How to forecast the revenue opportunity for the coveted ‘position 0’

Today’s article is a continuation of “Want to target position 0? Here’s what you need to make that happen.

There are two primary reasons for targeting the coveted position zero (0), also known as the featured snippet:

  1. To sit at the top of the search engine results page.
  2. To capture queries within voice-based search results.

When your goal is to be number one in the search results, you’ll need a strategy to achieve a featured snippet of your page’s content. This requires in-depth research and analysis of the opportunity, including investigating your competitors and knowing which keywords to target.

In my previous article, I covered the five steps you should take when developing this particular strategy. But with a project of this size and the presumed resources needed to execute it, chances are you’ll need to justify its importance to your team and, more importantly, to your client.

What’s the best way to do that? Provide a thorough forecast that demonstrates an increase in the conversion rate or dollar value. In this article, I’ll explain exactly how you can calculate a forecast for achieving a featured snippet.

Click-through rate of ‘position 0’

In a 2017 article titled “Another Study Shows how featured snippets steal significant traffic from the top organic results,” author Barry Schwartz implied that “position 0” may get about an 8.6 percent click-through rate (CTR).

However, that number depends heavily on a number of factors, including whether the snippet content satisfied the search query if only a portion of an answer was featured, or if a video was offered for viewing.

Between a number of articles and other assumptions we’ve seen, it’s clear we haven’t really pinned “position 0” to the organic click-curve rates on page one search results.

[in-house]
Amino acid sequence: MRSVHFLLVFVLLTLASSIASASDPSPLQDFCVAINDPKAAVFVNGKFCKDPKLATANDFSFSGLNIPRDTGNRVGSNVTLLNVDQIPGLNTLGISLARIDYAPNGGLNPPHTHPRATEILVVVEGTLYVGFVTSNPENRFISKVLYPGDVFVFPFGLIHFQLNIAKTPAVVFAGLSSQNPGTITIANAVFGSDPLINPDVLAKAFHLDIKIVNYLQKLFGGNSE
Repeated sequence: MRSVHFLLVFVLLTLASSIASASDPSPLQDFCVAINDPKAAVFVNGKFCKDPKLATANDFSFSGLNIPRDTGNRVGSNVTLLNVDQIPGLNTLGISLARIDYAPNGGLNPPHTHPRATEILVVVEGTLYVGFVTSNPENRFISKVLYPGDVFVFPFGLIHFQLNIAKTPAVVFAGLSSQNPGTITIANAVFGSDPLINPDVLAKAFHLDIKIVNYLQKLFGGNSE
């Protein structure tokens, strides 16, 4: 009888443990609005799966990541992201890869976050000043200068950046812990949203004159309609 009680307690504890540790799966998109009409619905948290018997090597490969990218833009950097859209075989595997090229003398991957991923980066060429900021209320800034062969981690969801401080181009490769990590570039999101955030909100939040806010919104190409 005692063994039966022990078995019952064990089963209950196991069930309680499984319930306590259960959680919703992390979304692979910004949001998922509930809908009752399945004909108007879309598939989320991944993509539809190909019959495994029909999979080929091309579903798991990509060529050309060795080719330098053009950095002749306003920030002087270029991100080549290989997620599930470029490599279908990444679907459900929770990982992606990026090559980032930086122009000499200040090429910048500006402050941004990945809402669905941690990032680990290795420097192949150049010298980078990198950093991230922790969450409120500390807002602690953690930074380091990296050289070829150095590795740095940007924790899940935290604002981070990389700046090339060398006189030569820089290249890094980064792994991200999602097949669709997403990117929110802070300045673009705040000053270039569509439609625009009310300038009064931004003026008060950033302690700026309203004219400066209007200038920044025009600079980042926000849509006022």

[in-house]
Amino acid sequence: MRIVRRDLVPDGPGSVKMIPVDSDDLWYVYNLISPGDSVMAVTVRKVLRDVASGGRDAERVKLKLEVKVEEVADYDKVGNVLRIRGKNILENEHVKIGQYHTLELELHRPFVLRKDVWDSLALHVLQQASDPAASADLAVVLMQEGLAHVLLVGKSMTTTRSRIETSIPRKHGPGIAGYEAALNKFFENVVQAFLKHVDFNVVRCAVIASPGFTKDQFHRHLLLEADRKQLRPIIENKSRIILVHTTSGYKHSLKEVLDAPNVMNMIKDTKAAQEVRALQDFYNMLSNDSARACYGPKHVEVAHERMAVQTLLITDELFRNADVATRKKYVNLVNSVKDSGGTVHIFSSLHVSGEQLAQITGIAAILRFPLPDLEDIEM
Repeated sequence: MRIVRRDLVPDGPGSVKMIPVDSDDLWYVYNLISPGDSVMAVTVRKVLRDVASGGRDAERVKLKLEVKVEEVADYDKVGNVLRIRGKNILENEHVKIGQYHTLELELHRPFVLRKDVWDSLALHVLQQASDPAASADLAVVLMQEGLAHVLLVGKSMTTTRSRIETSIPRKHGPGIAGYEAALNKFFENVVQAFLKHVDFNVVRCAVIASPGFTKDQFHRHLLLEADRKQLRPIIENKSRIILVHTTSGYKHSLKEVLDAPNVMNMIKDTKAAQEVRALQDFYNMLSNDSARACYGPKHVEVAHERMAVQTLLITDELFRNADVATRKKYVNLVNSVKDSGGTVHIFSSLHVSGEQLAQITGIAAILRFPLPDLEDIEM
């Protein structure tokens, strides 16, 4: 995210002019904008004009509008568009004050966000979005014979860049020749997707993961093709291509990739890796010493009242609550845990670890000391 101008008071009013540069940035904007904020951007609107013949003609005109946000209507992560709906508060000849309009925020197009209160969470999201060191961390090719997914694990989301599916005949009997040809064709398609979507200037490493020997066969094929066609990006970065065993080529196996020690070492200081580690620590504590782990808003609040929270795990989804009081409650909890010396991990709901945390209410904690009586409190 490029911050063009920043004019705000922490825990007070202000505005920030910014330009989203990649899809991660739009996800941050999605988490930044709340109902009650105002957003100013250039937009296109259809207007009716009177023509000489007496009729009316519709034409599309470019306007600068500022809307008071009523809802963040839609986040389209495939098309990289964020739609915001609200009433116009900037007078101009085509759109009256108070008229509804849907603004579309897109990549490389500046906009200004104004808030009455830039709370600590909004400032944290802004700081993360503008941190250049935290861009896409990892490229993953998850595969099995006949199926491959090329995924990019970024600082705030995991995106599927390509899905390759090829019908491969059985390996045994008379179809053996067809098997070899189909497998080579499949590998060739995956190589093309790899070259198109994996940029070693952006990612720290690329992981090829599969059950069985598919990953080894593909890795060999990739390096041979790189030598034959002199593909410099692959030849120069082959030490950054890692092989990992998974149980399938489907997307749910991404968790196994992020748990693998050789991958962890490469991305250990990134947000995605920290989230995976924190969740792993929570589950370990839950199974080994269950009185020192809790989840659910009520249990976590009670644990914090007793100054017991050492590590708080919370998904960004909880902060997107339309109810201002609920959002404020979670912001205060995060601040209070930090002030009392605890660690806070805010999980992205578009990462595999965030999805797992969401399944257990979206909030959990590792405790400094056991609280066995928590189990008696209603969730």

Assumptions and forecasting

When calculating a forecast, you’ll need some key metrics:

  • Keyword search volumes.
  • The CTR for the target ranking position.
  • Your landing page conversion rates from organic traffic.
  • If you have an e-commerce site, I recommend including your average order value as well to generate a total revenue forecast.

When creating a forecast on target organic positions, the team at Ayima (my company) strongly suggests generating your own click-curve rates if you have enough data, rather than using the generic numbers. This will provide a more accurate, industry-specific result while taking into consideration other features on the search engine results pages (SERPs) such as paid ads, maps and knowledge panels.

Of course, “position 0” isn’t visible within today’s click-curve, so we have to generate our own CTR based on specific considerations:

  • Keep your forecast conservative relative to your queries and industry.
  • Don’t use a “position 1” CTR for your forecast on “position 0.” They are close but very different.
  • What is the user’s intent based on the search query?
  • How likely is it that they’ll convert at this stage of your conversion funnel?
  • Is the query highly competitive, and does it have a higher monthly search volume than most long-tail keywords?